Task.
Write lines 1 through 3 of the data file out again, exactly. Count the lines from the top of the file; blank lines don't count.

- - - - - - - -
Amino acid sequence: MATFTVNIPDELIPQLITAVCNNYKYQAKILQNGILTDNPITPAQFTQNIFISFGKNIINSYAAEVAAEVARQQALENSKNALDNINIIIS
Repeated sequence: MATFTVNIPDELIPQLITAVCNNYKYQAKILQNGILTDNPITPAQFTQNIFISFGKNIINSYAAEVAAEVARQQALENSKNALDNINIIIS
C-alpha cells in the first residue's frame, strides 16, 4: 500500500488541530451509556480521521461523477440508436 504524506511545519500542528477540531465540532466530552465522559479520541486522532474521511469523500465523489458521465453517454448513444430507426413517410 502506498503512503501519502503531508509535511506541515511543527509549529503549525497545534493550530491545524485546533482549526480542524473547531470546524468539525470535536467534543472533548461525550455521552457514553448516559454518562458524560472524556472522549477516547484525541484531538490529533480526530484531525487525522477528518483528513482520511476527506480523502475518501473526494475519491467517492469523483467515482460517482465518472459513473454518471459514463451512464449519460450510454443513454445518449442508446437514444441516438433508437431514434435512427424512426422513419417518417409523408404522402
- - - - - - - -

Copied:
Amino acid sequence: MATFTVNIPDELIPQLITAVCNNYKYQAKILQNGILTDNPITPAQFTQNIFISFGKNIINSYAAEVAAEVARQQALENSKNALDNINIIIS
Repeated sequence: MATFTVNIPDELIPQLITAVCNNYKYQAKILQNGILTDNPITPAQFTQNIFISFGKNIINSYAAEVAAEVARQQALENSKNALDNINIIIS
C-alpha cells in the first residue's frame, strides 16, 4: 500500500488541530451509556480521521461523477440508436 504524506511545519500542528477540531465540532466530552465522559479520541486522532474521511469523500465523489458521465453517454448513444430507426413517410 502506498503512503501519502503531508509535511506541515511543527509549529503549525497545534493550530491545524485546533482549526480542524473547531470546524468539525470535536467534543472533548461525550455521552457514553448516559454518562458524560472524556472522549477516547484525541484531538490529533480526530484531525487525522477528518483528513482520511476527506480523502475518501473526494475519491467517492469523483467515482460517482465518472459513473454518471459514463451512464449519460450510454443513454445518449442508446437514444441516438433508437431514434435512427424512426422513419417518417409523408404522402